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Bonhams: Resurfacing Antiquities

Mark Hughes has written a significant piece on the October sale of antiquities at Bonhams ("Bonhams: Lots of trouble on New Bond Street", The Independent October 27, 2010). The story was broken by Italian journalist Fabio Isman in the Art Newspaper on the eve of the sale. The two lots had reported collecting histories: they are said to have resided in Swiss and European private collections. What is new in the story is that Hughes reveals that Bonhams had been aware of the possible identification of the two pieces well before the sale took place:
"Days before the auction the house received an email from an eminent academic alerting them to the questionable provenance of the lots, but it pressed ahead with the sale."
Bonhams has claimed that it had conducted a search with the Art Loss Register. But Chris Marinello, an executive director of the ALR, has clarified the ALR's position:
The controversy is that the Italian government does not want to release the photographs. I can understand their reticence. The Italians know that there were other looters working with Medici and may want to convict some of them. Those pictures are evidence and they could argue that releasing them could prejudice future proceedings.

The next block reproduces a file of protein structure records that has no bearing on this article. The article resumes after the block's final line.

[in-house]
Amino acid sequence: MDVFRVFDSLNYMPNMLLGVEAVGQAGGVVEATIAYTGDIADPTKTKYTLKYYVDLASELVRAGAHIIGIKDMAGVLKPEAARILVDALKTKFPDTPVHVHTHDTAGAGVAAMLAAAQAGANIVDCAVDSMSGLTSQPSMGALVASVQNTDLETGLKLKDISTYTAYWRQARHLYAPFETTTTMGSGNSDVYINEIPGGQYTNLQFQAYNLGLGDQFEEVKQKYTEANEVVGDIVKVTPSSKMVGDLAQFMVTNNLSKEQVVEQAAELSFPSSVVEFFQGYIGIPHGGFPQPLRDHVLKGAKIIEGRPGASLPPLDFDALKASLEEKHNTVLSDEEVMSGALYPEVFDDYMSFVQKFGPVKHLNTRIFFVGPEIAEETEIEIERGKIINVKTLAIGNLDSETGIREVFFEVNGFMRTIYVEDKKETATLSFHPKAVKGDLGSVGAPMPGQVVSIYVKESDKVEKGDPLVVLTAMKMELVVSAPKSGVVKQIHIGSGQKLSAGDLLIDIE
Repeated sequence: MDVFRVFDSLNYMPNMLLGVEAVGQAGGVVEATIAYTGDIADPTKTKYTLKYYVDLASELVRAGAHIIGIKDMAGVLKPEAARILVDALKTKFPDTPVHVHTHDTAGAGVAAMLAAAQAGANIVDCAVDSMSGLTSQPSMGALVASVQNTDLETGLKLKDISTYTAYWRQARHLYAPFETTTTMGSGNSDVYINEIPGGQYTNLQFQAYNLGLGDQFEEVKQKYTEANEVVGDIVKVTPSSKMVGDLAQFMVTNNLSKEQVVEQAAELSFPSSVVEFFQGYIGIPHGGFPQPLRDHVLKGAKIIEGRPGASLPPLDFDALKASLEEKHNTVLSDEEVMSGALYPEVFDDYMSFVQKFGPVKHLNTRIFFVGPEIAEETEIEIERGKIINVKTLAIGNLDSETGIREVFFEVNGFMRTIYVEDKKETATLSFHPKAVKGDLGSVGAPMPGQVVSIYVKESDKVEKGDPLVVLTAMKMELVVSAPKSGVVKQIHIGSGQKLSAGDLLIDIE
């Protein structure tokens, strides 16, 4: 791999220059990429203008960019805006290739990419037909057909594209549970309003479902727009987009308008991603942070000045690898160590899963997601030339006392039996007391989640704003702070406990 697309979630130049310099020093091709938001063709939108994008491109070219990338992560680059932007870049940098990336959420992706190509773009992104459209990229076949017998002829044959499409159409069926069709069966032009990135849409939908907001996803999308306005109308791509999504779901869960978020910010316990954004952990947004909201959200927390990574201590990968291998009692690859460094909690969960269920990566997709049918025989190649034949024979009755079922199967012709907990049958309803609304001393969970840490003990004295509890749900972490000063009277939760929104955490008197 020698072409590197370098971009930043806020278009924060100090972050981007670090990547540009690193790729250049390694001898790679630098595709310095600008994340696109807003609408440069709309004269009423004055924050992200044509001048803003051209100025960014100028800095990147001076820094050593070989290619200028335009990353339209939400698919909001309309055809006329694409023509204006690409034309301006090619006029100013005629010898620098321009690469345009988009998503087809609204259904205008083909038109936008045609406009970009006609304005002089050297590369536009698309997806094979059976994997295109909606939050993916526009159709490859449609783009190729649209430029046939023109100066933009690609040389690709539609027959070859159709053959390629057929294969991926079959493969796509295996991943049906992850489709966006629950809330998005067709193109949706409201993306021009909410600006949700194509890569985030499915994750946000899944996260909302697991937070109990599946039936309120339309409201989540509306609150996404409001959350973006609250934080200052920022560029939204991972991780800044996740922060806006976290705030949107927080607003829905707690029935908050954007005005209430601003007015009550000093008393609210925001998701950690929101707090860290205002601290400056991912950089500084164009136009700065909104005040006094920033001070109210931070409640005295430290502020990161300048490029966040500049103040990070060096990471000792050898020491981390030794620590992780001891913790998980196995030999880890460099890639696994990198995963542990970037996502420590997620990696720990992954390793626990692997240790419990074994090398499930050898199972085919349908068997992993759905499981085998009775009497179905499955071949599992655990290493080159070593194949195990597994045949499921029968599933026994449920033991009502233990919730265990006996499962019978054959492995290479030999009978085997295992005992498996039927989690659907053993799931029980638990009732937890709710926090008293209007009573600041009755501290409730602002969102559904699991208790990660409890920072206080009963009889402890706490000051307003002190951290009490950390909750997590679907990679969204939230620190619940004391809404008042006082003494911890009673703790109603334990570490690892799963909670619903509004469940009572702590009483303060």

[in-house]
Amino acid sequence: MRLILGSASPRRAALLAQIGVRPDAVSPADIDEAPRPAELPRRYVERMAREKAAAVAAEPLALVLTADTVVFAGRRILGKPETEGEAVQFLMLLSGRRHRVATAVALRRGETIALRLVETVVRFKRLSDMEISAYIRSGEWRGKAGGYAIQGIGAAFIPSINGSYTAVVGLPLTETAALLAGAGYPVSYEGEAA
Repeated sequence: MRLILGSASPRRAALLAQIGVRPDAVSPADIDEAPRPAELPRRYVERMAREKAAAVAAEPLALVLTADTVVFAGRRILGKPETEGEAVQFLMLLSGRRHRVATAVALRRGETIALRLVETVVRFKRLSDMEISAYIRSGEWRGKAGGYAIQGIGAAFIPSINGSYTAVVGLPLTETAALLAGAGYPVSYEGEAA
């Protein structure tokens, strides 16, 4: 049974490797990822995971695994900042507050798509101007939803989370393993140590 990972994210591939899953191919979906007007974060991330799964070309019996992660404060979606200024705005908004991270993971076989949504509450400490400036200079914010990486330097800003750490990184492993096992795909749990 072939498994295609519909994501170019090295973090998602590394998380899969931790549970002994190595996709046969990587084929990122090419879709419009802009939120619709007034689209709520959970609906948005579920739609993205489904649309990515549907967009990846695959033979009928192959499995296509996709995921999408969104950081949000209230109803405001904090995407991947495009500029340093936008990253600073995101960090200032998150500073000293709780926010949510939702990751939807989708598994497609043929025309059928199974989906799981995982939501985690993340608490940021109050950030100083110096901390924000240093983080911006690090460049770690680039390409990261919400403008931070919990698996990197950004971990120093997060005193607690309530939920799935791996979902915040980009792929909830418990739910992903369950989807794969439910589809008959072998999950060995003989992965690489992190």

Hughes raises an interesting issue:
But while figures in the art world say it is up to the Italian police to release the dossier, some argue that when even the slightest doubt is cast on the provenance of an antiquity, the auction house should remove it.
This report comes in the wake of recent surfacings on the market. The case is a reminder that auction houses need to improve their due diligence procedures.

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